A group of different-thinking software developers replaced the old way with the agile way: sprints of work, rapidly generating prototypes, which could be quickly shared for feedback, which could be incorporated in a further prototype, until the software was agreeable to all the stakeholders and injected into the market in a series of frequent updates.
Marti then went on to apply Agile to marketing. Why should be the marketing process be marked by the occasional release of new “campaigns”, often after months of behind-closed-doors development by the “creative department”, risking failure because they did not incorporate continuous feedback from the market during the prototyping phase. Marti applied Agile to marketing – rapid iteration of ideas, testing via A-B and other methods, with input from all parts of the brandowner company (no silos), continuously updated and improved with feedback, always changing and getting better.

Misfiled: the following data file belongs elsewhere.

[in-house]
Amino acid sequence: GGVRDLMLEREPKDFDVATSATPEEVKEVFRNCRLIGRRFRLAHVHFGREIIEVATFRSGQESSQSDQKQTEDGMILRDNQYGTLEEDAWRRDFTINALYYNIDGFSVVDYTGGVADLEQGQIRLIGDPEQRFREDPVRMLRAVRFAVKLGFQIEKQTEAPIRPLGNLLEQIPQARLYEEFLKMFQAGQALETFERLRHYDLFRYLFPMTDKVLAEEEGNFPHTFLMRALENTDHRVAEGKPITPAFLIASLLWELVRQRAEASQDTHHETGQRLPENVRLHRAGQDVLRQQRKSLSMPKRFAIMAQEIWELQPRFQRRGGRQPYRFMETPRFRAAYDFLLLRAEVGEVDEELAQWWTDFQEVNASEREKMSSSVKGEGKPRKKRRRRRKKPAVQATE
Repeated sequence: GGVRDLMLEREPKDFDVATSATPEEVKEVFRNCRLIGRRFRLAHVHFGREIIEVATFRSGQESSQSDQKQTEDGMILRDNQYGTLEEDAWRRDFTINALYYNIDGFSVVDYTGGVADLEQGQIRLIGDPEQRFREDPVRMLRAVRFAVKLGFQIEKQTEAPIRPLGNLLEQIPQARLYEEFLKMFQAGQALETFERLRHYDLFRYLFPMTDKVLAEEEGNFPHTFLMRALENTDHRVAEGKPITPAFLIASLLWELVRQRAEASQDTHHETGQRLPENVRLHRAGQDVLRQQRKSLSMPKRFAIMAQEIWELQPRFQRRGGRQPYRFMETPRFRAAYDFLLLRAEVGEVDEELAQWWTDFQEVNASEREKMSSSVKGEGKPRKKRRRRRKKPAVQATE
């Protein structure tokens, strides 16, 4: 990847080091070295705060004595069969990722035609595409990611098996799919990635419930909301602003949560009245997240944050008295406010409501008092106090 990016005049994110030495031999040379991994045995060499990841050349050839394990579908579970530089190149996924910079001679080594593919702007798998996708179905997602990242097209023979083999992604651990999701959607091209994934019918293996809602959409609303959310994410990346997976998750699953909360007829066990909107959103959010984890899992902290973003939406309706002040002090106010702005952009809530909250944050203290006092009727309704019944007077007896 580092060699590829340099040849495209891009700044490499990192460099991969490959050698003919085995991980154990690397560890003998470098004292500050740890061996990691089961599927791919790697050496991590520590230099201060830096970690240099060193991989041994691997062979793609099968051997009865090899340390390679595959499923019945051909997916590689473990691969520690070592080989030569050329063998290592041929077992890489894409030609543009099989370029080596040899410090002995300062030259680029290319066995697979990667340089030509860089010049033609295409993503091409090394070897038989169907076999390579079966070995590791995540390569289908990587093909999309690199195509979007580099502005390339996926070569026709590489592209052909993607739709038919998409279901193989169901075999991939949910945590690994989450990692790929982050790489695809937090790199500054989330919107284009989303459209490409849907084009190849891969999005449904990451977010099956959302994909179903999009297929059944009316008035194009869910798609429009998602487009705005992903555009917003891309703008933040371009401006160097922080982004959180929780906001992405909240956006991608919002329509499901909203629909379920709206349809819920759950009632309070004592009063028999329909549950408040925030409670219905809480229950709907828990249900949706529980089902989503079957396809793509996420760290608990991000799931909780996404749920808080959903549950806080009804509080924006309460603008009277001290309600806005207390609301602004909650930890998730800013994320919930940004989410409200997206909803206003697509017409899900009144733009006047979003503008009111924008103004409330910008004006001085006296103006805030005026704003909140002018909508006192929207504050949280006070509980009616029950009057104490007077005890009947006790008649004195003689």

Now she urges us to apply Agile to our lives and careers. She recommends design thinking about your life: asking the entrepreneur’s question, “Who Am I?” and developing a theory – a testable hypothesis – about your future career. Proceed on the basis of active choice. Don’t take what they give you, but choose what you want. Apply A-B testing to your career by setting up side gigs and parallel paths. Take one of your hobbies and see if you can turn it into a business, working at night. Or take some online coursework to master a new skill that could be applied in a future career move. Take on some freelance work in a new area to see how you like it.